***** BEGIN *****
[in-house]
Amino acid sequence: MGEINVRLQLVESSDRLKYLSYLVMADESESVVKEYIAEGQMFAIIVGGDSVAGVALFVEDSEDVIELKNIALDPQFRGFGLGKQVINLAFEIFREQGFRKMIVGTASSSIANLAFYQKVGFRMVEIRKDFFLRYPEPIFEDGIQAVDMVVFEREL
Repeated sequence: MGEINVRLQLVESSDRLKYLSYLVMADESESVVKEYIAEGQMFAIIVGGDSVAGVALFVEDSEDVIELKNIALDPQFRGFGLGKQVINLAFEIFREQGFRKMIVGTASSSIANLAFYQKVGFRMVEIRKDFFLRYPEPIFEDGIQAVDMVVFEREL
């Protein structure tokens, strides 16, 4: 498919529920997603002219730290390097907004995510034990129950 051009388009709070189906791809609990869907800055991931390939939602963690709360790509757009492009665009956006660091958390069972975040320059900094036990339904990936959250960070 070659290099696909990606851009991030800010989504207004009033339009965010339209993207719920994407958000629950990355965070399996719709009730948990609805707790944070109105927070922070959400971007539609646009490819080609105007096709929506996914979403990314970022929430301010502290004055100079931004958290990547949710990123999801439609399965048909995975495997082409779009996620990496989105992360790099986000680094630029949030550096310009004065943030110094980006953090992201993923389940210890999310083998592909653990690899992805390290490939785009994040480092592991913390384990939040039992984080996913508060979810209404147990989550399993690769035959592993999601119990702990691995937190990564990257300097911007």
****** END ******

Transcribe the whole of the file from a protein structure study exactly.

[in-house]
Amino acid sequence: MGEINVRLQLVESSDRLKYLSYLVMADESESVVKEYIAEGQMFAIIVGGDSVAGVALFVEDSEDVIELKNIALDPQFRGFGLGKQVINLAFEIFREQGFRKMIVGTASSSIANLAFYQKVGFRMVEIRKDFFLRYPEPIFEDGIQAVDMVVFEREL
Repeated sequence: MGEINVRLQLVESSDRLKYLSYLVMADESESVVKEYIAEGQMFAIIVGGDSVAGVALFVEDSEDVIELKNIALDPQFRGFGLGKQVINLAFEIFREQGFRKMIVGTASSSIANLAFYQKVGFRMVEIRKDFFLRYPEPIFEDGIQAVDMVVFEREL
């Protein structure tokens, strides 16, 4: 498919529920997603002219730290390097907004995510034990129950 051009388009709070189906791809609990869907800055991931390939939602963690709360790509757009492009665009956006660091958390069972975040320059900094036990339904990936959250960070 070659290099696909990606851009991030800010989504207004009033339009965010339209993207719920994407958000629950990355965070399996719709009730948990609805707790944070109105927070922070959400971007539609646009490819080609105007096709929506996914979403990314970022929430301010502290004055100079931004958290990547949710990123999801439609399965048909995975495997082409779009996620990496989105992360790099986000680094630029949030550096310009004065943030110094980006953090992201993923389940210890999310083998592909653990690899992805390290490939785009994040480092592991913390384990939040039992984080996913508060979810209404147990989550399993690769035959592993999601119990702990691995937190990564990257300097911007």